At the heart of artificial intelligence lies the question of whether we might be able to create artificial systems that behave and compute in the same manner than human beings do. This would obviously be a mind-blowing breakthrough were it ever accomplished – it would give us new applications for computers, change the nature of work in our society, and force us to redefine the very nature of being human. Perhaps it is no surprise, then, that such a feat has proven to be incredibly difficult to achieve. While it has grown in complexity and scope, artificial intelligence is still quite far from any kind of accurate human resemblance. However, this may change very soon.
Back in 2008, the world of electronics was abuzz with excitement over a new invention – the memristor. This is an electrical component that behaves very similarly to a resistor, but with one key difference. Memristors impede the flow of electricity, but the amount that they do so is dependent on the current that has passed through the memristor in the past. Now, this might not seem like such a big deal, but think about the implications. Essentially, such a piece of hardware has the ability to store some information about its previous input. It has the electrical equivalent of memory. With that in mind, let’s venture into the realm of cognitive science.
The problem with traditional artificial intelligence is that it is based on a computer architecture that is inherently different from biological brains. Computers have a specific place where computations are carried out (CPU), a specific place for short-term memory (RAM), and a specific place for long-term memory (the hard disk). This means that any time a particular bit of information needs to be altered, it has to pass through a number of bottlenecks that drastically reduce the efficiency and speed of the system.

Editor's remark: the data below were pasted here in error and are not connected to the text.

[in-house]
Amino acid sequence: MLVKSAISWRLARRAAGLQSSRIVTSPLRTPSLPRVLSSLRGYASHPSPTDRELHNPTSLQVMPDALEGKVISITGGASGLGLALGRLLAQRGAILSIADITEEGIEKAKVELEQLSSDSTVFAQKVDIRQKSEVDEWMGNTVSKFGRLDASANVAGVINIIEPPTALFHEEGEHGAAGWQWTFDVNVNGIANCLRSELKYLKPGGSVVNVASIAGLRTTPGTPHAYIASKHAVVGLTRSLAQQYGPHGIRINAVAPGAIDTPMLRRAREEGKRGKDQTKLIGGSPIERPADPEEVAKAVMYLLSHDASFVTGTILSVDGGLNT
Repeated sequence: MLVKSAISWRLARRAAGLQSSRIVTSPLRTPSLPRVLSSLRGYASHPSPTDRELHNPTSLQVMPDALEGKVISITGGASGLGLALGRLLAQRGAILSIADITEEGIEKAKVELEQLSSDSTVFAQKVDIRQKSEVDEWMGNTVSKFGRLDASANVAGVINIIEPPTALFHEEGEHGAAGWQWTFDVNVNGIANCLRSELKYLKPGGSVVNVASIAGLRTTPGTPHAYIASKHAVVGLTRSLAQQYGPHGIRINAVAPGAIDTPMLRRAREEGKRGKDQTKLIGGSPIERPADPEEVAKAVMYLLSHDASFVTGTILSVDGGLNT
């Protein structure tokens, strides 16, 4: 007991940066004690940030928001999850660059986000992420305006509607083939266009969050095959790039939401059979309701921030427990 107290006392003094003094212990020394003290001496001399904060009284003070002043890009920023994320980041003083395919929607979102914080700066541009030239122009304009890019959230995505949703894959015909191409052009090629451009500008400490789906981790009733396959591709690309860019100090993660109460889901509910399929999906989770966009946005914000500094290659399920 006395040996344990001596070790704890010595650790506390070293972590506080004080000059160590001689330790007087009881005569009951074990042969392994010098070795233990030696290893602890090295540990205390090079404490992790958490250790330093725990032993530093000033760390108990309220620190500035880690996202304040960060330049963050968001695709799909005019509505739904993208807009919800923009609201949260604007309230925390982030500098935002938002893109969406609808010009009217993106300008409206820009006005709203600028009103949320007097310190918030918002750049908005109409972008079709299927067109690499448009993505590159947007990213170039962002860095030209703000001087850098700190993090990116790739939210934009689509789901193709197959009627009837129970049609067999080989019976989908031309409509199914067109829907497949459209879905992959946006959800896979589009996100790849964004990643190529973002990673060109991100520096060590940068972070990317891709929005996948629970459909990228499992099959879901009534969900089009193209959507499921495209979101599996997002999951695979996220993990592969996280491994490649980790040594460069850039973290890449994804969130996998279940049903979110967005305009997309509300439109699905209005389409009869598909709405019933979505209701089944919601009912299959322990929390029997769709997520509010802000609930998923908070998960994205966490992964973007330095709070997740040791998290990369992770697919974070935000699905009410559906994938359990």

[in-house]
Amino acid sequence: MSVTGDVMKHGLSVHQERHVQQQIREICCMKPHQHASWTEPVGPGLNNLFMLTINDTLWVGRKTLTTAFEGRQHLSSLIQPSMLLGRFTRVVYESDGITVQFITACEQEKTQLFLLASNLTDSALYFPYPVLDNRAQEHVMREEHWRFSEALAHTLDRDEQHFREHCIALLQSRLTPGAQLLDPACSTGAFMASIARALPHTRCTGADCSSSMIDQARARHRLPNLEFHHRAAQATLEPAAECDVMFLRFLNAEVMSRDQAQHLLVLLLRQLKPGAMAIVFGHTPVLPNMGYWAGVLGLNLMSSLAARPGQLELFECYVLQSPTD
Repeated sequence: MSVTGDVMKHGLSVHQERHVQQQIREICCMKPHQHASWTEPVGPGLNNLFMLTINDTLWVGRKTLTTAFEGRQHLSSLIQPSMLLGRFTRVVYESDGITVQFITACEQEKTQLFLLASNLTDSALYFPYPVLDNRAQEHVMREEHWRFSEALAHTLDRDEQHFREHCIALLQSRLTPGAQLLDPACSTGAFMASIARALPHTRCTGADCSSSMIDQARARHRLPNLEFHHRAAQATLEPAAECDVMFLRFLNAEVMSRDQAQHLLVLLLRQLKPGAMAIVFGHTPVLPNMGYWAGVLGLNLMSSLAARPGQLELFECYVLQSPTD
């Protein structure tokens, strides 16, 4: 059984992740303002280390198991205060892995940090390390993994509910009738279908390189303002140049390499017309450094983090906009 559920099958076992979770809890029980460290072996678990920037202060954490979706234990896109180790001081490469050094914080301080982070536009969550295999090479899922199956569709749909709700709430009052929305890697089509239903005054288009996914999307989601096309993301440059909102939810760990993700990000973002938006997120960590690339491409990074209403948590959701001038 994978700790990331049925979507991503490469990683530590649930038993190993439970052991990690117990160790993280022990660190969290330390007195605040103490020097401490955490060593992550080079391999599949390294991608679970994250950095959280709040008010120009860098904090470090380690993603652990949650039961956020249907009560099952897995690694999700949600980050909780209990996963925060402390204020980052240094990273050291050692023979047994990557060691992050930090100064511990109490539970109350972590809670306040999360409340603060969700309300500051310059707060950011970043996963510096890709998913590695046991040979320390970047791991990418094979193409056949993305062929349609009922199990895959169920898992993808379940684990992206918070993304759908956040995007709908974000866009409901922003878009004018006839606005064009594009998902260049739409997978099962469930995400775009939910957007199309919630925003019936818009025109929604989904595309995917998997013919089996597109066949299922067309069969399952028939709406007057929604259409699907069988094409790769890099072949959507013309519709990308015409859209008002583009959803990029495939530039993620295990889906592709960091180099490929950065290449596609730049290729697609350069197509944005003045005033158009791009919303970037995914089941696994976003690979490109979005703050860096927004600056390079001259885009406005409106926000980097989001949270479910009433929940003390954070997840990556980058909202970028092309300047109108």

For those of you who are familiar with brains, you know that they don’t work that way. There is no central processing unit embedded within your skulls, and there is no “hard drive” area that stores all of your memories. Instead, there are only millions of neurons in an interconnected and never-ending chorus of electrical activity. Such a system does not need to separate its various functions into discrete locations because, broadly speaking, every location in the brain carries out every function that a normal computer would. The neurons (and possibly their neighboring cells, glia) both carry out computation as well as store information about the past.
And so all of our efforts to simulate brains have hit this fundamental roadblock – it is incredibly difficult to create machines that act like brains without being built like them. This is where memristors come in. By allowing memory to be embedded directly within artificial networks, we are one giant step closer to mimicking the way that biological neural networks compute and store information. Such a revolution in information technology will allow us to create systems that behave very differently from those currently in use and perform tasks that are too difficult for most computers.
For more information, check out this article from IEEE Spectrum. It’s written by a team from Boston University working with HP labs to create one of the first “neural” artificial computers.